GeorgiaLegalAid.orgGeorgia

Water and Electric Service in Rental Property

Authored By: Georgia Legal Services Program® LSC Funded

FAQ

Can a Landlord with an Apartment Complex with Only One Water Meter Bill Tenants for Water?

Yes, the owner of a residential apartment complex may charge tenants for the water they use and water used in the common areas, as well as for the waste-water (sewer) service. The landlord may use metering equipment or use an economic allocation methodology to determine the quantity of water that is provided to each tenant. The law does require that the total amount of the charges to the tenants of such a building shall not exceed the total charges paid by the landlord for water and waste-water service for such building plus a reasonable fee for establishing, servicing, and billing. The terms of the charges should be disclosed to the tenants prior to entering the lease. The Georgia law that permits this practice is O.C.G.A. § 12-5-180.1 which read as follows:

(a) The owner or operator of a building containing residential units may install equipment or use an economic allocation methodology to determine the quantity of water that is provided to the tenants and used in the common areas of such a building; and the owner of such a building may charge tenants separately for water and waste-water service based on usage as determined through the use of such equipment or allocation methodology.

(b) The owner or operator of a building containing residential units may charge tenants separately for water and waste-water service, provided that the total amount of the charges to the tenants of such a building shall not exceed the total charges paid by the owner or operator for water and waste-water service for such building plus a reasonable fee for establishing, servicing, and billing for water and waste-water service and provided, further, that the terms of the charges are disclosed to the tenants prior to any contractual agreement.

Can the Water Company Refused to Establish Water Service for a New Tenant Because a Prior Tenant Failed to Pay the Water Bill?

No, a public or private water supplier may not refuse to supply water to any house or apartment complex, which uses a separate water meter for each unit, because of the indebtedness of a prior owner, occupant, or tenant for water service previously furnished to that property. The water supplier is to seek payment of unpaid charges first from the person who received the service. Georgia law provides at O.C.G.A. § 36-60-17 that:

(a) No public or private water supplier shall refuse to supply water to any single or multifamily residential property to which water has been furnished through the use of a separate water meter for each residential unit on application of the owner or new resident tenant of the premises because of the indebtedness of a prior owner, prior occupant, or prior lessee to the water supplier for water previously furnished to such premises.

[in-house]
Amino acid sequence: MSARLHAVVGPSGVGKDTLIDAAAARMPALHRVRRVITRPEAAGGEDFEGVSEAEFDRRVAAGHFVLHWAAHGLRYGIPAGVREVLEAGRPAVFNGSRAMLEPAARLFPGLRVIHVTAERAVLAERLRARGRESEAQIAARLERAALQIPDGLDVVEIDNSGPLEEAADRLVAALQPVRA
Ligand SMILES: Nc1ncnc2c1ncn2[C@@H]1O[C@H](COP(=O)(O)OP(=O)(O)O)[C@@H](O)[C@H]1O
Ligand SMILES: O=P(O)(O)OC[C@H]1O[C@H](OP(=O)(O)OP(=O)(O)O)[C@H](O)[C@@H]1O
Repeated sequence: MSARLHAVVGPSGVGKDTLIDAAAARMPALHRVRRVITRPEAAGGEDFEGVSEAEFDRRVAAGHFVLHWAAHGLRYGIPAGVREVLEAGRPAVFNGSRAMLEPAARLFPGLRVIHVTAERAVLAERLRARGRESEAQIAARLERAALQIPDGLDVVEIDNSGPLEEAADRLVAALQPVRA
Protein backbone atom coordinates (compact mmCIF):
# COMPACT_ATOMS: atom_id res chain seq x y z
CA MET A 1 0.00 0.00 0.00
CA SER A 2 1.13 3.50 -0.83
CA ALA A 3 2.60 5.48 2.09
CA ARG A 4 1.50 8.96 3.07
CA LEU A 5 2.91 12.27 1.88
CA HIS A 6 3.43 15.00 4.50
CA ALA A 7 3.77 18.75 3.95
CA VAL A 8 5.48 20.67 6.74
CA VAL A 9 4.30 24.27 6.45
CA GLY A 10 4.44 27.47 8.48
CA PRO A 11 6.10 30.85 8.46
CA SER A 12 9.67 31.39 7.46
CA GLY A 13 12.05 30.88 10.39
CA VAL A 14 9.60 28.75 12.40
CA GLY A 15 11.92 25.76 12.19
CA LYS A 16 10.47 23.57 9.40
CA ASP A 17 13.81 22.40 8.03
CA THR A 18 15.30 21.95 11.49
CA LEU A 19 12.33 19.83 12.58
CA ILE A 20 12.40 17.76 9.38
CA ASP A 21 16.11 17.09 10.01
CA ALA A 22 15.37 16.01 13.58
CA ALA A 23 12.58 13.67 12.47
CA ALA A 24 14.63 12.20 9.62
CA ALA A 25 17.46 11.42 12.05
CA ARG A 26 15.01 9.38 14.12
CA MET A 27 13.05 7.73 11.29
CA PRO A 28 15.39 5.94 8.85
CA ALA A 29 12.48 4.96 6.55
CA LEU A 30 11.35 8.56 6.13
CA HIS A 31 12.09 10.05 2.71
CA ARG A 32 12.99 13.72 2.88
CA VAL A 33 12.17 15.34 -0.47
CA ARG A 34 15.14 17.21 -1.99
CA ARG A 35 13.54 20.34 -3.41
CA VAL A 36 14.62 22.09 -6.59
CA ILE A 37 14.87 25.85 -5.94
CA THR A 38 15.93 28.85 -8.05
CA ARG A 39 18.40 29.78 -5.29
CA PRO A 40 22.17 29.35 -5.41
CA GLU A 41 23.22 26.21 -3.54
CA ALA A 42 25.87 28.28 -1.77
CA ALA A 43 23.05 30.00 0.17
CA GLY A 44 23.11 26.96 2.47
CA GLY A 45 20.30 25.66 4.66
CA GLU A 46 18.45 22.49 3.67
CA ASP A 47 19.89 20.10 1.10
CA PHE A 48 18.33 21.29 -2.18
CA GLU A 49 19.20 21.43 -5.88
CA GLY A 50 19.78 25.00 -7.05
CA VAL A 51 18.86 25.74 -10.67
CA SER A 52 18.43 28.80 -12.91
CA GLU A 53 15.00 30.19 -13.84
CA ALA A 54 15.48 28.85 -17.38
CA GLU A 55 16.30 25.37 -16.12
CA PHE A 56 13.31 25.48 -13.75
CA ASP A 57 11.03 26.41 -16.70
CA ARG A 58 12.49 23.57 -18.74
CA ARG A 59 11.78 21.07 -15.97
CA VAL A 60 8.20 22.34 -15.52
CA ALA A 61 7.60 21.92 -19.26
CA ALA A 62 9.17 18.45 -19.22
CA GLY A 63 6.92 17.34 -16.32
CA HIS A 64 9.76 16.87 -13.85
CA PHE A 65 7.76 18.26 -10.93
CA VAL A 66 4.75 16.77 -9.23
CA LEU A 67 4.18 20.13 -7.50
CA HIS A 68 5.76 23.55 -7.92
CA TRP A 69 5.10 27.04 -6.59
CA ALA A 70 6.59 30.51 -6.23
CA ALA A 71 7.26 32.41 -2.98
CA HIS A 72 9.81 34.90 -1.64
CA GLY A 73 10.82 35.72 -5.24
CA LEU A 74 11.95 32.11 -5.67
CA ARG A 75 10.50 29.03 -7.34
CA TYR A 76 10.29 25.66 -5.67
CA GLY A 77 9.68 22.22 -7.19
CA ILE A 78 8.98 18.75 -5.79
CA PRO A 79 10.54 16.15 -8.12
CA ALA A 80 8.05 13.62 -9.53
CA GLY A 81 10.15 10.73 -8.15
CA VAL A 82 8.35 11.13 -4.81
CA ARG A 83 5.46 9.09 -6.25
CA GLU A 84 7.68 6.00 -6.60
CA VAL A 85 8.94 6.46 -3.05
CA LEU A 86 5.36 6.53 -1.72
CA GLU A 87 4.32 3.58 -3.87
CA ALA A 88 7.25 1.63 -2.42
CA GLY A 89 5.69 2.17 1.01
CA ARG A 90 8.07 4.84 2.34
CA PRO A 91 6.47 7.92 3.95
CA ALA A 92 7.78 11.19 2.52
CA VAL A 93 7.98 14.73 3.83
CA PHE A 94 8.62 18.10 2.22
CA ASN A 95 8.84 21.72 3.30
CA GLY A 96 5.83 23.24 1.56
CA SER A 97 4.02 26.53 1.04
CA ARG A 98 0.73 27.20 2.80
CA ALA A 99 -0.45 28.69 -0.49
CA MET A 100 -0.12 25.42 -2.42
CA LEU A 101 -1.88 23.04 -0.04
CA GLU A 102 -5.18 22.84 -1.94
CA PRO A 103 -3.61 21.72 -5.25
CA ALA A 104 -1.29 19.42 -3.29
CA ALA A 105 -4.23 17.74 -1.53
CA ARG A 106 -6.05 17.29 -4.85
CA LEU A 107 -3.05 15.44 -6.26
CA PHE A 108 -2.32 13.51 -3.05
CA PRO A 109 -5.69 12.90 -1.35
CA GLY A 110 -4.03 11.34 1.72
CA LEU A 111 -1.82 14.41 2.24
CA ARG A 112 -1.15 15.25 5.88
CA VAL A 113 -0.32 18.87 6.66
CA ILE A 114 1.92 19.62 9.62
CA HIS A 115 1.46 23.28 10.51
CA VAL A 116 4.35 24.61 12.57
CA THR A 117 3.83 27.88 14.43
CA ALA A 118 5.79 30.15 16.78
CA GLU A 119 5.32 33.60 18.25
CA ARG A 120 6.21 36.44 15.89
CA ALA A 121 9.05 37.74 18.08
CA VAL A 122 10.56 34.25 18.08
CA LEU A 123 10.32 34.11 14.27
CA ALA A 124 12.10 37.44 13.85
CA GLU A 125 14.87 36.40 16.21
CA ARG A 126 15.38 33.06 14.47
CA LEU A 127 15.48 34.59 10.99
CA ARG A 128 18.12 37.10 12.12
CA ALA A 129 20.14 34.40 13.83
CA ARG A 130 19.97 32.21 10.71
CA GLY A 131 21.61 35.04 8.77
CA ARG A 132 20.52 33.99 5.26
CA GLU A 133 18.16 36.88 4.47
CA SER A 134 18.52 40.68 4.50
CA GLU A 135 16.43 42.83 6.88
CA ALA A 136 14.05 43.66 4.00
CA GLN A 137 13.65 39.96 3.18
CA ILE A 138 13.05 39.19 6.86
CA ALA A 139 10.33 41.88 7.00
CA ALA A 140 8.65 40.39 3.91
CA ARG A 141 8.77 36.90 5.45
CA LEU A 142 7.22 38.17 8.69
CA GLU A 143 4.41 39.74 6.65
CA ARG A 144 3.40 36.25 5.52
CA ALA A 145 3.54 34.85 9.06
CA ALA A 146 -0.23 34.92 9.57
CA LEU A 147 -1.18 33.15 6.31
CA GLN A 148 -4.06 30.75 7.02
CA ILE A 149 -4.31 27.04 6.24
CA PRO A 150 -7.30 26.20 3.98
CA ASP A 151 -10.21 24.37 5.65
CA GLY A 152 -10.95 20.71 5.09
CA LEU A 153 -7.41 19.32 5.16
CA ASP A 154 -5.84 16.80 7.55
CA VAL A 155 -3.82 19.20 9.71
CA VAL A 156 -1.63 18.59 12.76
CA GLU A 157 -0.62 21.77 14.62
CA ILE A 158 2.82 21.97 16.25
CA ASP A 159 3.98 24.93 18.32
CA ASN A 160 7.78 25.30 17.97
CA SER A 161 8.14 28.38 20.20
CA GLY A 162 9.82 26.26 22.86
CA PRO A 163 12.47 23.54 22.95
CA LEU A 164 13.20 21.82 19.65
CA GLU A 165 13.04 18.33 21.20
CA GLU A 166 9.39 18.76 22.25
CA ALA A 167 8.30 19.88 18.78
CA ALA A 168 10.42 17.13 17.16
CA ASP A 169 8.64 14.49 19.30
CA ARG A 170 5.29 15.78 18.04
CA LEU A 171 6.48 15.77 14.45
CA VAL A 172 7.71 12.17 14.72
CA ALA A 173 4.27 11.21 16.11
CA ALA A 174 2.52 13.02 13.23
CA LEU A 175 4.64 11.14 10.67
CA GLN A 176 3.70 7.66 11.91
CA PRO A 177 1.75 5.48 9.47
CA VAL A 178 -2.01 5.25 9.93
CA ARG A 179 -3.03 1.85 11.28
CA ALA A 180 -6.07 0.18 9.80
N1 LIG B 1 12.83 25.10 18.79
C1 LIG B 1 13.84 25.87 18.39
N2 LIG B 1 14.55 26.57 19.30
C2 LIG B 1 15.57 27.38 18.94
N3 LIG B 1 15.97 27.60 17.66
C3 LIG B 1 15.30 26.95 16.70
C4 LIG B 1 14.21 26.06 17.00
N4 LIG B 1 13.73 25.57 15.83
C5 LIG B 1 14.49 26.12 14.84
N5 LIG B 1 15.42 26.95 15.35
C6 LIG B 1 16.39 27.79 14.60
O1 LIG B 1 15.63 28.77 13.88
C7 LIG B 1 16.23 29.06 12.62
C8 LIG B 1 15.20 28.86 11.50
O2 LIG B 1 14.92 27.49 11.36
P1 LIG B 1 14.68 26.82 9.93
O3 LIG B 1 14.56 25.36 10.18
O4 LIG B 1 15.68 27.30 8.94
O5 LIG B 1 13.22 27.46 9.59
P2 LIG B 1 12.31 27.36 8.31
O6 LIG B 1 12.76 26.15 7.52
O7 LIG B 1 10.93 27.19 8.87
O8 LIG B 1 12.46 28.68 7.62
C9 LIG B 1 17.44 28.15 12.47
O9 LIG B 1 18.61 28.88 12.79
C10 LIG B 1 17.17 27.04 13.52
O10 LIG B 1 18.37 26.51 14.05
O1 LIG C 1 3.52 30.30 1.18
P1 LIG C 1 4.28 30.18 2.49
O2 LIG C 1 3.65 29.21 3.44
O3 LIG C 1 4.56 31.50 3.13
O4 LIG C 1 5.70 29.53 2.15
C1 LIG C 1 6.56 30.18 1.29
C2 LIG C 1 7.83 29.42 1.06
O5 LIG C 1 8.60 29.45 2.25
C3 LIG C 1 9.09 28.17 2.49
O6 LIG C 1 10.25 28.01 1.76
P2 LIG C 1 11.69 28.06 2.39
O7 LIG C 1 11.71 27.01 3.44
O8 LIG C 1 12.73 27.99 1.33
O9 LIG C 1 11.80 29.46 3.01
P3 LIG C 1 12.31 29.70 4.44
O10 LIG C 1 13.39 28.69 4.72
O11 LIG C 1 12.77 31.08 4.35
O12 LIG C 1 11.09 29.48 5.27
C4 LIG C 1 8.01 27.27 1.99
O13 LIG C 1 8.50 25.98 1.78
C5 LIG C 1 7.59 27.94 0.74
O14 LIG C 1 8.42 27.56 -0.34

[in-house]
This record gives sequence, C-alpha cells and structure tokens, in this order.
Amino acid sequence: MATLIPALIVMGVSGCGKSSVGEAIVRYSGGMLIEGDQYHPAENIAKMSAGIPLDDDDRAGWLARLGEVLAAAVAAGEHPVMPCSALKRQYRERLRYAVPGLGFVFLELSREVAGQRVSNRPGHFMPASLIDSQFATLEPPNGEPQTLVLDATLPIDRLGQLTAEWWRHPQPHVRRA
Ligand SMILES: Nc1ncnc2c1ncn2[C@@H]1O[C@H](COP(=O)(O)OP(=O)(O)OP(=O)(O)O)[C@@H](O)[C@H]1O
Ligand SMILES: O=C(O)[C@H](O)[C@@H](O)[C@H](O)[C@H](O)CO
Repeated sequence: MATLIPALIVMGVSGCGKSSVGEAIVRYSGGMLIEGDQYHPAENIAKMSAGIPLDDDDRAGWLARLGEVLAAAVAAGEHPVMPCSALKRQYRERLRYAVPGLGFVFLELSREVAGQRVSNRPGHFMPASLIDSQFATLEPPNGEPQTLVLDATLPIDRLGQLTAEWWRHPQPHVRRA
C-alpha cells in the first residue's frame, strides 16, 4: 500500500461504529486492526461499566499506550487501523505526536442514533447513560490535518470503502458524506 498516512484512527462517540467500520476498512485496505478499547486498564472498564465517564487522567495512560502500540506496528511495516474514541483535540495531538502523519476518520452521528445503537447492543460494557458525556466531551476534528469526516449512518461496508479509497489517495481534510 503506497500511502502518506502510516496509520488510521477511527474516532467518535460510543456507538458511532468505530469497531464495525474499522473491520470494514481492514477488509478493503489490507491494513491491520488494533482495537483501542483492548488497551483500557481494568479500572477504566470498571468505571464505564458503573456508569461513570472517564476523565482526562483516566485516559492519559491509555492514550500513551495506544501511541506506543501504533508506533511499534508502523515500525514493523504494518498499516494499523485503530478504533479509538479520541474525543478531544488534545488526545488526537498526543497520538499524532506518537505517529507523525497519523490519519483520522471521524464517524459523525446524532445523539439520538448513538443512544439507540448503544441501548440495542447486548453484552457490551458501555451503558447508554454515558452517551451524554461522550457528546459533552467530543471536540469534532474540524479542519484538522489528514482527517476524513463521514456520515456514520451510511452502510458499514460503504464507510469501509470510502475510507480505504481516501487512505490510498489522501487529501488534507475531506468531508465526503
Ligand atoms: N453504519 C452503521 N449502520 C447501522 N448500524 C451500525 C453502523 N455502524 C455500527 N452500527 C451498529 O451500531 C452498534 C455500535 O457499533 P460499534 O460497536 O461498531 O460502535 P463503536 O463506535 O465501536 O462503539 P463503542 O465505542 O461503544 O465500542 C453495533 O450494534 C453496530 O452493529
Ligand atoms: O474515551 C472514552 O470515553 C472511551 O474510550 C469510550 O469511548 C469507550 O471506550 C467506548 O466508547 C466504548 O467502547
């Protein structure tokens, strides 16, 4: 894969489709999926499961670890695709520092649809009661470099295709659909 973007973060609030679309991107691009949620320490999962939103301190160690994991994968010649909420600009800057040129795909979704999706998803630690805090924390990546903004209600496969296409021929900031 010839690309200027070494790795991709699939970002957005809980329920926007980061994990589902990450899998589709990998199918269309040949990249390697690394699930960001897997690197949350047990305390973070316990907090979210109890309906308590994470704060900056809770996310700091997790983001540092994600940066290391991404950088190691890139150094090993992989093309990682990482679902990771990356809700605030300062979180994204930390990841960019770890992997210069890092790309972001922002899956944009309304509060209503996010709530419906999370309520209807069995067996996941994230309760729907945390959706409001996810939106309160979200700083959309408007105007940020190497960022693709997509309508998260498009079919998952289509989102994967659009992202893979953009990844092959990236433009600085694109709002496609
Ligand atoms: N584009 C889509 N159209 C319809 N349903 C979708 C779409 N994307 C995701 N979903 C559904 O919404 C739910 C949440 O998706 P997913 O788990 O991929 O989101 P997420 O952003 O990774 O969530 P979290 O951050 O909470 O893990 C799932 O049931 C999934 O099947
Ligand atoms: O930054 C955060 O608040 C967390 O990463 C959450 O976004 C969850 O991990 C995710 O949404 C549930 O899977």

(b) For each new or current account to supply water to any premises or property, the public or private water supplier shall maintain a record of identifying information on the user of the water service and shall seek reimbursement of unpaid charges for water service furnished initially from the person who incurred the charges.

(c) A public or private water supplier shall not impose a lien against real property to secure unpaid charges for water furnished unless the owner of such real property is the person who incurred the charges.

(d) A public or private supplier of gas, sewerage service, or electricity shall not impose a lien against real property to secure unpaid charges for gas, sewerage service, or electricity unless the owner of such real property is the person who incurred the charges.
 

Can a Landlord Disconnect a Tenants Utilities in an Effort to Force the Tenant to Move?

No, it is unlawful for any landlord to knowingly and willfully disconnect the heat, light, or water service to a tenant until after the final decision in a dispossessory proceeding brought against such tenant. A landlord who improperly interferes with a tenant's utility service can be fine up to $500. It is unclear whether this fine is criminal or civil in nature. Some courts will award the tenant the $500 and other courts will order payment of the fine into the court registry. It is unclear whether there has ever been a criminal prosecution for the disconnection of utilities or whether such would be warranted under the statute. Georgia law at O.C.G.A. §§ 44-7-14.1 provides:

(a) As used in this Code section, the term "utilities" means heat, light, and water service.

(b) It shall be unlawful for any landlord knowingly and willfully to suspend the furnishing of utilities to a tenant until after the final disposition of any dispossessory proceeding by the landlord against such tenant.

(c) Any person who violates subsection (b) of this Code section shall, upon conviction, be assessed a fine not to exceed $500.00.

Susan Reif
Georgia Legal Services Program
Last Revised: December 2003

 

Last Review and Update: Jun 14, 2002